Now sit and plan your lake swims and where you want them.  Give this a lot of thought as you don’t want to spend days building swims to find them in the wrong place.  Think how you would like to fish and the swims you would expect. Ours was easy as we only wanted to fish one bank so all I had to do was choose the spots and build the swims.  Take into account things like trees, is it muddy, are the banks high, is the access easy, do the anglers have to walk far to the facilities?

The final decision is what to build the swims out of.  I have seen people put gravel or decking down, but for me this is too noisy.  We used wood chip instead which is quiet and drains easily if you get a down pour.  It’s also pod and bank stick friendly.

Stocking carp in a French lakeJob 4.  Stocking the carp

This is the biggest expense you will encounter and the one you have to get correct as it will be the future of your fishery.  There are a few good fish farmers in France and people will always put you in touch with the one they use, but I suggest you look around.  We used one at the start that was 2 hours from us.  A journey of this distance is stress for the fish and makes for a long stocking day as you have to go to the farm to agree on the fish and check every one you are going to buy.

Totally by luck while out driving one day we found a fish farm only 30 minutes from us who sold great carp.  This distance caused a lot less stress for the fish.  It’s a sad fact I’m afraid that you will probably lose 10% of the fish you stock due to stress… but there is nothing you can do about it.

You have to order your fish well in advance and they will normally only deliver late in the year when it has cooled down and the fish have the winter to rest.  So don’t expect to have carp delivered when you want… just plan well ahead and make contact with your chosen farmer and arrange the stocking.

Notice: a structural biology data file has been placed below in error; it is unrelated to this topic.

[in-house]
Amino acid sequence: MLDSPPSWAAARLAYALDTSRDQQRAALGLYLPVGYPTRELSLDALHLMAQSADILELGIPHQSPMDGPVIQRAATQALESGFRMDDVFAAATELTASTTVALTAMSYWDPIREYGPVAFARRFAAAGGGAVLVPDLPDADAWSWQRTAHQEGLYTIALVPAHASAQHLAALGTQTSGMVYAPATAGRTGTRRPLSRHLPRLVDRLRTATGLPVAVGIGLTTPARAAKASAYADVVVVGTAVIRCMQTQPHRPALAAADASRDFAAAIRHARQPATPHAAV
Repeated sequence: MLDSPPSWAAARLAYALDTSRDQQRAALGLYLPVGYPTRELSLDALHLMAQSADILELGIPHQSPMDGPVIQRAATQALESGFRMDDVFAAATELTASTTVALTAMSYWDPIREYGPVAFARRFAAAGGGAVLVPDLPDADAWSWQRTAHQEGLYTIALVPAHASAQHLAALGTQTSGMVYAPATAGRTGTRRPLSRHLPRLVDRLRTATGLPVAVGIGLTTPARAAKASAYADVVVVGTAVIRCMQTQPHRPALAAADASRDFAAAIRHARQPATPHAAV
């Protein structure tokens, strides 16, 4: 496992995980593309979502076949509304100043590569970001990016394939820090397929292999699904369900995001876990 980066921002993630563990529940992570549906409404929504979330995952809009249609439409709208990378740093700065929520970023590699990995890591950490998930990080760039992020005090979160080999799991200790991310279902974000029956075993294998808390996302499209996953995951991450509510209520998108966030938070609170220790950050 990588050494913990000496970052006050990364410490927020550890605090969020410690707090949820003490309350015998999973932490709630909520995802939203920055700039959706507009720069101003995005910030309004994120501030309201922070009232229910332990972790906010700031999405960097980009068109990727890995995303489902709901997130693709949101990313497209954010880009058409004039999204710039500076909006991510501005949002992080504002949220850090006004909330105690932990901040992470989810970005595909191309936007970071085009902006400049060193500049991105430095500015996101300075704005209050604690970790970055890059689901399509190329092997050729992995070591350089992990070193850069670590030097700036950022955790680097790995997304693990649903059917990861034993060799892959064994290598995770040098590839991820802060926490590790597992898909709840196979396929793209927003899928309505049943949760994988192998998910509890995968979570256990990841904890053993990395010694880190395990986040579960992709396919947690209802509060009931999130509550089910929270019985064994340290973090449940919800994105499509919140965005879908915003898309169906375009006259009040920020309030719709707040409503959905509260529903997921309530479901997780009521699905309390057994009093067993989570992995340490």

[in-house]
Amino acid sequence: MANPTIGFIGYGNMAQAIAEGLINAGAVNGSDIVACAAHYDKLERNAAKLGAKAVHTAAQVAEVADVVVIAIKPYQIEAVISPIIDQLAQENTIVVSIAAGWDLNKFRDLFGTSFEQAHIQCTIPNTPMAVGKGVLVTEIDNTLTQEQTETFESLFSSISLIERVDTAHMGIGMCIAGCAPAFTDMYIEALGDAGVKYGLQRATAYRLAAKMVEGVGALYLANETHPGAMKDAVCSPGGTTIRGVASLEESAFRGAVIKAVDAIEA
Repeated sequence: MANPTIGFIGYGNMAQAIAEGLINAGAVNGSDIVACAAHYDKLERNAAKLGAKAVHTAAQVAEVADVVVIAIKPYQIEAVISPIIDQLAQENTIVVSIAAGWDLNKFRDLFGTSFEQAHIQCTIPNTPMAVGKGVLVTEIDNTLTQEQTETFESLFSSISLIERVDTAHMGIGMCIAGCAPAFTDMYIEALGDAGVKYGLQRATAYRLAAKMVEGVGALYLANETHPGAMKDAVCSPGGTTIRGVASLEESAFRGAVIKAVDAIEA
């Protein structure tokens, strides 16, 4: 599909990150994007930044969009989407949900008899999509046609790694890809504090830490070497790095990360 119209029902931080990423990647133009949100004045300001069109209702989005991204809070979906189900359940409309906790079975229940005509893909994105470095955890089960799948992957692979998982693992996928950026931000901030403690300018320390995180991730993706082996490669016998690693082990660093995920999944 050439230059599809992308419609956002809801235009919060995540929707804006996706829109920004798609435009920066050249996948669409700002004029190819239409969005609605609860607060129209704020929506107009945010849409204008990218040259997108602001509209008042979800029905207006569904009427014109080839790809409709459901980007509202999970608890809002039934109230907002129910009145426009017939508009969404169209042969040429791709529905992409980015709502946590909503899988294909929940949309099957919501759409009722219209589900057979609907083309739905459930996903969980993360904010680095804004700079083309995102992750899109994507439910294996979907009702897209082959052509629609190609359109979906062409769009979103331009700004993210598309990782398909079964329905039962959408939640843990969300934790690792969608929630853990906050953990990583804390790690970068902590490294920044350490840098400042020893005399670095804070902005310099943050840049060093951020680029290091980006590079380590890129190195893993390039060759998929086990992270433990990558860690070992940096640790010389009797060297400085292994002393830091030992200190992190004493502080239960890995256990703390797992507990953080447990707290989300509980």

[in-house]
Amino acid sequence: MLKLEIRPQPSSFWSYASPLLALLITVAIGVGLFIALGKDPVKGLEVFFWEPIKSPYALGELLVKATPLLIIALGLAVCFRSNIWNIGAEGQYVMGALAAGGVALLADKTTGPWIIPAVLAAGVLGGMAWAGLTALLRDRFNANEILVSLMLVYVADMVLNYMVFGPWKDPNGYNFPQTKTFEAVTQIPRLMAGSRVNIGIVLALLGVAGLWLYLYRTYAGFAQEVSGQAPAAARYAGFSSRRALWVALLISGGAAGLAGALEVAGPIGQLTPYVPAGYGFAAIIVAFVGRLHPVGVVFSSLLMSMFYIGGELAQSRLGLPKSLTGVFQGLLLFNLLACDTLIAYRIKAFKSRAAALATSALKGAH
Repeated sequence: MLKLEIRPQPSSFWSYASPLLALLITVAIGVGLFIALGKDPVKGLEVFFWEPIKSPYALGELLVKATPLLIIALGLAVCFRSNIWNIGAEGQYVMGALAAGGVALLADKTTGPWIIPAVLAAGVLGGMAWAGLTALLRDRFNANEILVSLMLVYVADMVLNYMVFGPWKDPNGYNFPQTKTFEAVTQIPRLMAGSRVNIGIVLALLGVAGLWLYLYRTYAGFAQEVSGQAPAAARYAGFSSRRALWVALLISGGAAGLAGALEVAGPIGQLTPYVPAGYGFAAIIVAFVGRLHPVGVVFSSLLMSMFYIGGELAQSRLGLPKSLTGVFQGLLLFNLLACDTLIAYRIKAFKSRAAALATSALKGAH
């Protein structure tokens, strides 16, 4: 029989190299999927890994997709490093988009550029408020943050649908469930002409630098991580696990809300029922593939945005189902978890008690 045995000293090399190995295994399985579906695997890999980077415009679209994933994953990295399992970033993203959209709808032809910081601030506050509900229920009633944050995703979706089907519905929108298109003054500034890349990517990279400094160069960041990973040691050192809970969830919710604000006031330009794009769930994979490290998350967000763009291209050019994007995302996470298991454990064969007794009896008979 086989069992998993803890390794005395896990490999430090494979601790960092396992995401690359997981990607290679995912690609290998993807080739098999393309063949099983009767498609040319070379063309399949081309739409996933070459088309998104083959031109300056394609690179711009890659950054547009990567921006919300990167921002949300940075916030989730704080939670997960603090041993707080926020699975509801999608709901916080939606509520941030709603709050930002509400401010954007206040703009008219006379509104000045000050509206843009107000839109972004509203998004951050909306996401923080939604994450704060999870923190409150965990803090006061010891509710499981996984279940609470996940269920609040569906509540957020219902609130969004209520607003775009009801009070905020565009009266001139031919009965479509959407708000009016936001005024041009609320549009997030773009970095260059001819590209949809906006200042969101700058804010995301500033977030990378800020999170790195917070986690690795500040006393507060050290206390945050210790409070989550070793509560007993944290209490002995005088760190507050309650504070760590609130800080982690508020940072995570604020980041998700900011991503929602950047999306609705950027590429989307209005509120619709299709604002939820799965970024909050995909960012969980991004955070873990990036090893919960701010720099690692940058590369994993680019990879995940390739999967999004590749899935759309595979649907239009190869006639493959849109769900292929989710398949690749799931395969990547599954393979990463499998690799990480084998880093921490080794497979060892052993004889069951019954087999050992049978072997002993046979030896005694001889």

Depending on the size and quantity of carp you buy you will be looking at about somewhere between 15 and 20 thousand euro’s at least.  Over the 3 stockings we did we spent more than that… but we have a lot of fish in La Bleteiere as the water is spring fed and the oxygen levels are good and constant.

Just to give you an idea, for the last 3 big carp we managed to buy, as big ones are getting hard to get at a price you can afford, they were all around 40lb and they cost about 1100 euro’s each…ouch!

Job 5.  Plan the look of your lake

This is really just a thought that may save you time later; think of how you want your lake to look in a year’s time, not now when it may be muddy or overgrown. We had the choice of how we wanted our lake to look and we opted for the natural look.   We cultivate the wild flowers that were growing naturally here and this is great for the wildlife. You could go for the tended look and grass.   Grass is easier to cut obviously, but for us we prefer the natural look and we will continue to develop this over the years.

This is a snap shot of things we did and I’m sure some people will disagree with some things I have said and say there are easier ways.  I’m sure there was but it’s all a learning curve and all part of the challenge of getting it as you want.

But do we regret the move?  Well in a word NO… not even when it’s cold and wet and you're clearing the banks.  When you stand still and the only noise is the cry of a buzzard circling overhead you know it’s all worth it!

Tight lines,

John London

 



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Angling Lines, PO Box 761, CHESTERFIELD, S40 9NS
Registered at Companies House, Cardiff. Company Number 4122063

All contents © Copyright Angling Lines. All rights reserved.